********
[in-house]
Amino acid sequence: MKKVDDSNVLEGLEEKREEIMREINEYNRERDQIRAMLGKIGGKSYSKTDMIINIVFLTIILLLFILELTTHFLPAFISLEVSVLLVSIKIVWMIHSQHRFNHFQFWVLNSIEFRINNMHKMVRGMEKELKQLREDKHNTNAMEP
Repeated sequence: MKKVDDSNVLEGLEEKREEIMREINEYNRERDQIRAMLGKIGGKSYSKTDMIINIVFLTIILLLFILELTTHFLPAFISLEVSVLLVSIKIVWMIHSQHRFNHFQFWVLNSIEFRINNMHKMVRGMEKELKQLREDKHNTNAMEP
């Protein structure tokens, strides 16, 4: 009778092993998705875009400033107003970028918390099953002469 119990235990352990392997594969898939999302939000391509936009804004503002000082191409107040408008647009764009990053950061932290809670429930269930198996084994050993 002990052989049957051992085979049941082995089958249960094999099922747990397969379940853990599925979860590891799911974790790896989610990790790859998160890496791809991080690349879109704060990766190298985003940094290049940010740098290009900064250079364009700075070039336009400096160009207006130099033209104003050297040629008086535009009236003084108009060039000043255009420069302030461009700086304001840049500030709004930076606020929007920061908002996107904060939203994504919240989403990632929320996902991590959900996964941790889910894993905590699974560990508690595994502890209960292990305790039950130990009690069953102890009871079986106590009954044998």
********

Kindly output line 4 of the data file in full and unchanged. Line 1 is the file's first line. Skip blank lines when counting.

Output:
């Protein structure tokens, strides 16, 4: 009778092993998705875009400033107003970028918390099953002469 119990235990352990392997594969898939999302939000391509936009804004503002000082191409107040408008647009764009990053950061932290809670429930269930198996084994050993 002990052989049957051992085979049941082995089958249960094999099922747990397969379940853990599925979860590891799911974790790896989610990790790859998160890496791809991080690349879109704060990766190298985003940094290049940010740098290009900064250079364009700075070039336009400096160009207006130099033209104003050297040629008086535009009236003084108009060039000043255009420069302030461009700086304001840049500030709004930076606020929007920061908002996107904060939203994504919240989403990632929320996902991590959900996964941790889910894993905590699974560990508690595994502890209960292990305790039950130990009690069953102890009871079986106590009954044998």